Thursday, June 23, 2011

Memorials in former Yugoslavia

Memorials in former Yugoslavia

Unknown Mortal Orchestra - Unknown Mortal Orchestra (Fat Possum, 2011)

Unknown Mortal Orchestra are a Portland-based trio that have just issued their self-titled debut on Fat Possum Records. Insound's description of "break-beats together with 70s pop harmonies and a minimal Krautrock rhythm section" sounds spot-on to me but it was the album cover that really caught my attention.  

The photograph on the cover of their album is of a monument at Petrova Gova in Croatia. This is one of countless monuments that were commissioned by former Yugoslavian president Josip Broz Tito in the 1960s and 1970s to commemorate sites where WWII battles took place. They were designed by different sculptors and architects to convey a powerful visual impact and to show the confidence and strength of the "bortherhood and unity" of Tito's Socialist Republic.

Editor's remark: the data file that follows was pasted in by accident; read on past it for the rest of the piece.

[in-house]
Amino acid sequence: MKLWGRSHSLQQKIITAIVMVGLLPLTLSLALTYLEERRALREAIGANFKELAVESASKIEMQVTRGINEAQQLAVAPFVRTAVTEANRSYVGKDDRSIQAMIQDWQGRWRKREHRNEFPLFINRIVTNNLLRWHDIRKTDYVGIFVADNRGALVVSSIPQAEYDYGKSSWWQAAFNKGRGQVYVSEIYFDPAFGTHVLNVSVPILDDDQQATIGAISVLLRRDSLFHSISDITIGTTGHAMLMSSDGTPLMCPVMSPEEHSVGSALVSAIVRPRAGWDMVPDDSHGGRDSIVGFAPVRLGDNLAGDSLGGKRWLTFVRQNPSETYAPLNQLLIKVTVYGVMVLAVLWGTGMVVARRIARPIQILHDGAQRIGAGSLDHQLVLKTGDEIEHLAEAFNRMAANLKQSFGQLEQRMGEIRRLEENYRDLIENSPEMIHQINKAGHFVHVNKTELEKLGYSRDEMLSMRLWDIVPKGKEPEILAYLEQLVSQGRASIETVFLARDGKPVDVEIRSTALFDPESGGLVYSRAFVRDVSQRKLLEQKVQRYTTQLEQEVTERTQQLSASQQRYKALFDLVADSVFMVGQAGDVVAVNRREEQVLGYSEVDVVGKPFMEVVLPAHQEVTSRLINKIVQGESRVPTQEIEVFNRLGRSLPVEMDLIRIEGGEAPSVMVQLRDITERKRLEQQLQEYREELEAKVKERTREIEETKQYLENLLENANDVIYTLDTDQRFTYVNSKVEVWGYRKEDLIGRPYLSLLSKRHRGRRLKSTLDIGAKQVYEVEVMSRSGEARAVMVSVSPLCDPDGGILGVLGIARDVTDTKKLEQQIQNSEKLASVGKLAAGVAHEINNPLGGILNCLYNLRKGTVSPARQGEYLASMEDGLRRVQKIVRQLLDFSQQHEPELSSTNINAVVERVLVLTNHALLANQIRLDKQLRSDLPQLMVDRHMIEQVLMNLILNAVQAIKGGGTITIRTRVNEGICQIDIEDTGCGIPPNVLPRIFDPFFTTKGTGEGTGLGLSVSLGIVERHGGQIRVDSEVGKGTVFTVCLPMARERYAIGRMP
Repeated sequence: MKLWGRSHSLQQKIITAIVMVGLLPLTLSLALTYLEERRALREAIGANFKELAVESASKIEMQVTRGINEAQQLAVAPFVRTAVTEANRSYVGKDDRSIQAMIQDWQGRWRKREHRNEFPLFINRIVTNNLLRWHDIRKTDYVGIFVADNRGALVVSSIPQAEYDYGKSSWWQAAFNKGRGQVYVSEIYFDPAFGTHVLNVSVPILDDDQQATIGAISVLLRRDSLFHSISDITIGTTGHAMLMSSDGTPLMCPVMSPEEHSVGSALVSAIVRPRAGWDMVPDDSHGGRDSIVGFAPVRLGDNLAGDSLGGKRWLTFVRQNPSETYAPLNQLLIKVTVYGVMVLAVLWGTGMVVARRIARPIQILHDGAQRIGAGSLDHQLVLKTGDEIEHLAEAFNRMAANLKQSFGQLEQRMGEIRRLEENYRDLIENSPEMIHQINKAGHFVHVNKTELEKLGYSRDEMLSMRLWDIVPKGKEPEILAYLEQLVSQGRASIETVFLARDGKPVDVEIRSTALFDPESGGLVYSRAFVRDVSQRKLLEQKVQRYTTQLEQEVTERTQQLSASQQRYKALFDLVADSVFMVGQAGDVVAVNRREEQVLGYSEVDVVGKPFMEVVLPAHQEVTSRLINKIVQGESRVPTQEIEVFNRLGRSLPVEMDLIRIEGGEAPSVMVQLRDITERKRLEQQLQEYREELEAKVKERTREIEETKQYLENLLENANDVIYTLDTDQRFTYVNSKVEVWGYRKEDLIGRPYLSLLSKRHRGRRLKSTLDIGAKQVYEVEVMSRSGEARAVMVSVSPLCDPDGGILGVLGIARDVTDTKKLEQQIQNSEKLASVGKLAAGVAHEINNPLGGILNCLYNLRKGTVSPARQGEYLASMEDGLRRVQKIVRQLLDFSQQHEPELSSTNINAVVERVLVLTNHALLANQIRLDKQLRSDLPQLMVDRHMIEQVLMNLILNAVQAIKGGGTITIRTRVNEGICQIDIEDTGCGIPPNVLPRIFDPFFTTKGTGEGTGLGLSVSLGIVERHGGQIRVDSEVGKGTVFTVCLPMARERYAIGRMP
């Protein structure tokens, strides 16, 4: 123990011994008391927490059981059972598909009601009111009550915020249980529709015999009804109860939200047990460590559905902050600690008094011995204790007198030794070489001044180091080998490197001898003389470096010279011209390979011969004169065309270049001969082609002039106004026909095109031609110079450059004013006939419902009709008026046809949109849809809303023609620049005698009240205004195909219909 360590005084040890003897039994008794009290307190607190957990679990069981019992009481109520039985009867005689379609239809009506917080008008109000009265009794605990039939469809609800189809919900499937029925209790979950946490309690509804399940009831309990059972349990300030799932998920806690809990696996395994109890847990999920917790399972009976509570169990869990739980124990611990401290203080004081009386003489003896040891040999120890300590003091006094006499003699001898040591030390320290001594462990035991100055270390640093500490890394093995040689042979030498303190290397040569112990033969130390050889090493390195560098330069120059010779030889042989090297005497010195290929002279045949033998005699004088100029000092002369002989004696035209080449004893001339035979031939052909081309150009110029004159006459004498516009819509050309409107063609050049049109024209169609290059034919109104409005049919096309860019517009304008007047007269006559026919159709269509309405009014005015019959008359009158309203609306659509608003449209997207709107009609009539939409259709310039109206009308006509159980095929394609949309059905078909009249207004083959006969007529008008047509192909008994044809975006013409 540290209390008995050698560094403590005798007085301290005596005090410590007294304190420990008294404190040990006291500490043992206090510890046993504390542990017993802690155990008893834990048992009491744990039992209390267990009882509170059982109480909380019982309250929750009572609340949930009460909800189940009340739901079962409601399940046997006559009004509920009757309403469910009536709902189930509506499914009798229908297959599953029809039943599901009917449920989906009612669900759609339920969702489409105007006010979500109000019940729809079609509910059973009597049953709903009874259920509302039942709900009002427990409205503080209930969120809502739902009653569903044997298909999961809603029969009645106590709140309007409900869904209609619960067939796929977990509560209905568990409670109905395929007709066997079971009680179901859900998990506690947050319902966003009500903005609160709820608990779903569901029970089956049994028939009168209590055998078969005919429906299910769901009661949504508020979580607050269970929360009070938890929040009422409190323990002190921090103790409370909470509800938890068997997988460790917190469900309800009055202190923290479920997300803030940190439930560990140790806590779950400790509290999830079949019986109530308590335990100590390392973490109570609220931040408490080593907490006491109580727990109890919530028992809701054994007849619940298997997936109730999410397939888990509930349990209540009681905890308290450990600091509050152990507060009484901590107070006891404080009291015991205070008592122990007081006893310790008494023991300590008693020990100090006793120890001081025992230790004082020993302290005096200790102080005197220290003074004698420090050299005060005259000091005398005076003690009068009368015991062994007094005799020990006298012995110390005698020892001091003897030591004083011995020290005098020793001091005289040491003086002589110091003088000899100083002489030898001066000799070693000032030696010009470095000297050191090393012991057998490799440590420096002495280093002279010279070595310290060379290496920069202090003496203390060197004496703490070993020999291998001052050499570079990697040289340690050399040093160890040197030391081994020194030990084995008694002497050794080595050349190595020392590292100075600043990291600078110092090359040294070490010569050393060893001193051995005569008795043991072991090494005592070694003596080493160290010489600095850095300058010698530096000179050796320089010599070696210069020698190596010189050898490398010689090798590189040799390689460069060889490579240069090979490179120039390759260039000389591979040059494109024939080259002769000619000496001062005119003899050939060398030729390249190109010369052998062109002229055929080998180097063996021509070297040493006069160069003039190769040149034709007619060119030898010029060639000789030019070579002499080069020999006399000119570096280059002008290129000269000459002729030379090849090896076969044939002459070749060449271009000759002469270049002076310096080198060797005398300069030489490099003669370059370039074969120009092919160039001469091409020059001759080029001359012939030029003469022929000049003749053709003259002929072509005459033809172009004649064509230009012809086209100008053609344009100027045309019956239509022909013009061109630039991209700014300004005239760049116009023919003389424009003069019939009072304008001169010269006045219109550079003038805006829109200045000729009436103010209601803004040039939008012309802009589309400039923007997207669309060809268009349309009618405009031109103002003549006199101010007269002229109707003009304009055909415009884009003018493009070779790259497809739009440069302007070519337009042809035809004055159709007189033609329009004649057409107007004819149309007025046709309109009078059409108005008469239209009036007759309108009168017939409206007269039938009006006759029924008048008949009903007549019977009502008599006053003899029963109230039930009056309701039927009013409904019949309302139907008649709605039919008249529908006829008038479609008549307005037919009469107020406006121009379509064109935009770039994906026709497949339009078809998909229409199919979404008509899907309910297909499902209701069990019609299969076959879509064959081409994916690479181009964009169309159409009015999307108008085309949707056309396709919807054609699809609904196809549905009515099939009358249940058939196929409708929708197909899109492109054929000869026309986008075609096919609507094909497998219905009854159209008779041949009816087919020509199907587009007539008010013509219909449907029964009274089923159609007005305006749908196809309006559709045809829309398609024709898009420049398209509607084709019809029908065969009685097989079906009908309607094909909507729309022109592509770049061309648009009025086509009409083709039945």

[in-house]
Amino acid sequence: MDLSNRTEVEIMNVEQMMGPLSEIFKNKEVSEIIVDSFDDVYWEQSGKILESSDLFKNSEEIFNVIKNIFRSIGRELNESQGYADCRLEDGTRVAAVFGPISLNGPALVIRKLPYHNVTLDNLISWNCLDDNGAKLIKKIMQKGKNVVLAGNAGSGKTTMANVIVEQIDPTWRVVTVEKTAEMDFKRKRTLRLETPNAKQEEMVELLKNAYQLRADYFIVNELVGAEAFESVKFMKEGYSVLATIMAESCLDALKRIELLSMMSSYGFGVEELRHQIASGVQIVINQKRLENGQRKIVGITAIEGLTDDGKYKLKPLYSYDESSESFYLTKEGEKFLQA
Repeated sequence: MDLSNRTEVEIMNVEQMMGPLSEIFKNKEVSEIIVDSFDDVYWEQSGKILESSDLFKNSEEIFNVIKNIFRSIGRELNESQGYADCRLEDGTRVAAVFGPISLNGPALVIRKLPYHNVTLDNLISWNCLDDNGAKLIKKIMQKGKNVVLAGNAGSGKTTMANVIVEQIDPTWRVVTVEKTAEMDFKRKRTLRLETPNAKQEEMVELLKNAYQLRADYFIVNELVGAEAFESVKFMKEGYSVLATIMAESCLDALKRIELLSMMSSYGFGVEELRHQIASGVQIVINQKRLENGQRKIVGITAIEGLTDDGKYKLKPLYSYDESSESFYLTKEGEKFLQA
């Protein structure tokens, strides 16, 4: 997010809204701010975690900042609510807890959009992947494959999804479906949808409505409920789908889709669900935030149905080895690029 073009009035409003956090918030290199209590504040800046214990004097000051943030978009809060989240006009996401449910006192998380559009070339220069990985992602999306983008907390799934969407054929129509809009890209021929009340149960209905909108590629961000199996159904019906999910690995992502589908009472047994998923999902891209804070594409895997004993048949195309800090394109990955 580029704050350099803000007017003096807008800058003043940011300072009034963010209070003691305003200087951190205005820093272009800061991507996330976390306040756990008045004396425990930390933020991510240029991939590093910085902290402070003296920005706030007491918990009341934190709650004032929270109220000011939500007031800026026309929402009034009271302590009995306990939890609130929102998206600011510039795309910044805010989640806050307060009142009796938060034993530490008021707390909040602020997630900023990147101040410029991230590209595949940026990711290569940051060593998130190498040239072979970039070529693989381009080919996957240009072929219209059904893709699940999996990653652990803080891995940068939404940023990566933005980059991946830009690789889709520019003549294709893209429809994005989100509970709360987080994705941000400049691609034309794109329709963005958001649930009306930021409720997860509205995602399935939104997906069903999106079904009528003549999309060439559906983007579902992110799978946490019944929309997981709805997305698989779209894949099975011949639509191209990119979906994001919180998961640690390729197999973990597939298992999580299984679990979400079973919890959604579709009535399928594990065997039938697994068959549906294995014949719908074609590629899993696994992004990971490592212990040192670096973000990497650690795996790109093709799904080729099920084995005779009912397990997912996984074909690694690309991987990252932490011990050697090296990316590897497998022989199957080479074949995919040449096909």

Petrova Gora

Petrova Gora (Jan Kempenaers, 2006)

In the 1980s, these monuments or "Spomenik" attracted millions of visitors per year, especially young pioneers for their "patriotic education." After Yugoslavia fell apart in the  early 1990s, the monuments were completely abandoned, and their symbolic meanings were lost.

From 2006 to 2009, Belgian photographer Jan Kempenaers toured around the republics of the former Yugoslavia with the help of a 1975 map of memorials. His photographs were published in the 2010 book Spomenik, which can be viewed here

Kozara (Jan Kempenaers, 2007)

Kozara

Makljen

Makljen
More Spomenik can be viewed here and here.

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? from Unknown Mortal Orchestra on Vimeo.

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